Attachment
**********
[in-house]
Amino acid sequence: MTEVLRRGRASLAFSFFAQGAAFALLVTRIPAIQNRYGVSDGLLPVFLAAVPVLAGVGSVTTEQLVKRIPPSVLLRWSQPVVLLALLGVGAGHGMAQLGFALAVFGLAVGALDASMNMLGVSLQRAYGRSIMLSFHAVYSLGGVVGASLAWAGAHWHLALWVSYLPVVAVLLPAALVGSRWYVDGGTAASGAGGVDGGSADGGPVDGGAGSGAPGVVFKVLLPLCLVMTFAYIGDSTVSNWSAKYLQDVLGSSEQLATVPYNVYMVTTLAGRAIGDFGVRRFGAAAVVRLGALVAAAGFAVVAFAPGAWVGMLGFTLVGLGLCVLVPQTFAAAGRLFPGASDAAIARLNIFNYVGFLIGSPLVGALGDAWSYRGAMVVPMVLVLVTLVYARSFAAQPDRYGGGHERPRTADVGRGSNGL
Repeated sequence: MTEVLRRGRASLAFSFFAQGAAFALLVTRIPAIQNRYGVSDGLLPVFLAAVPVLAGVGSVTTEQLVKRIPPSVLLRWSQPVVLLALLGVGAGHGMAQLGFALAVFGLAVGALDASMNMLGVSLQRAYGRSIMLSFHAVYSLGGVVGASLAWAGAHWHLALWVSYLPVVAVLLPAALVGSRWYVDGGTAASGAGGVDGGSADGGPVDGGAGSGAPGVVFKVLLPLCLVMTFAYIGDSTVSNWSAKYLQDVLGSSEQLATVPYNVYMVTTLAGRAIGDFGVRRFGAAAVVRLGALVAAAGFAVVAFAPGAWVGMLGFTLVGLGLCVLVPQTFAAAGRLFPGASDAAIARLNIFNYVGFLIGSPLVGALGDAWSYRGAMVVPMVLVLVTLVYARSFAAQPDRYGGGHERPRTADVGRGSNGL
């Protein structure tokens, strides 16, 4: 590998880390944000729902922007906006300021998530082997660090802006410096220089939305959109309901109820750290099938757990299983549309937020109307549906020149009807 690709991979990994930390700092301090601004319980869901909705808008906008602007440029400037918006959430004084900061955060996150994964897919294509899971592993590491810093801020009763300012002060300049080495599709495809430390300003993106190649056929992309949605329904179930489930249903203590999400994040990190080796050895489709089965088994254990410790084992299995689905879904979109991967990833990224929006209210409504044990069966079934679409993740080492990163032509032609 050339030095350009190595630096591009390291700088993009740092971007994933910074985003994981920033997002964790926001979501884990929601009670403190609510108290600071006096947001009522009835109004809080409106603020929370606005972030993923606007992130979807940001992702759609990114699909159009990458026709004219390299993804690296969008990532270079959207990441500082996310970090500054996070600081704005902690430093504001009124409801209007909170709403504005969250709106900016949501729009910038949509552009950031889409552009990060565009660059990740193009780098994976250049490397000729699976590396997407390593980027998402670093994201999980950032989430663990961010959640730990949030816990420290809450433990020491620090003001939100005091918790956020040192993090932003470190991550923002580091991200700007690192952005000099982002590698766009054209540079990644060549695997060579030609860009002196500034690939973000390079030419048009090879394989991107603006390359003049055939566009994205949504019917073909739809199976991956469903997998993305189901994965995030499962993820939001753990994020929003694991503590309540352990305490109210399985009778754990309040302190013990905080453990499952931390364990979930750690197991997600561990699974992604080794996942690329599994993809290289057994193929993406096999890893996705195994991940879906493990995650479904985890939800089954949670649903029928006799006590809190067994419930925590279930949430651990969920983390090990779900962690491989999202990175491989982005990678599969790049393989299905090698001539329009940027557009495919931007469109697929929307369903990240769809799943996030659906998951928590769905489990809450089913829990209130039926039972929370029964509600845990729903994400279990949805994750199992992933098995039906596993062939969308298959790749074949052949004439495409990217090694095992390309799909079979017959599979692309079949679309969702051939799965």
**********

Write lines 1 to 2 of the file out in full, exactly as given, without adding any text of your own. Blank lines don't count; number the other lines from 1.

[in-house]
Amino acid sequence: MTEVLRRGRASLAFSFFAQGAAFALLVTRIPAIQNRYGVSDGLLPVFLAAVPVLAGVGSVTTEQLVKRIPPSVLLRWSQPVVLLALLGVGAGHGMAQLGFALAVFGLAVGALDASMNMLGVSLQRAYGRSIMLSFHAVYSLGGVVGASLAWAGAHWHLALWVSYLPVVAVLLPAALVGSRWYVDGGTAASGAGGVDGGSADGGPVDGGAGSGAPGVVFKVLLPLCLVMTFAYIGDSTVSNWSAKYLQDVLGSSEQLATVPYNVYMVTTLAGRAIGDFGVRRFGAAAVVRLGALVAAAGFAVVAFAPGAWVGMLGFTLVGLGLCVLVPQTFAAAGRLFPGASDAAIARLNIFNYVGFLIGSPLVGALGDAWSYRGAMVVPMVLVLVTLVYARSFAAQPDRYGGGHERPRTADVGRGSNGL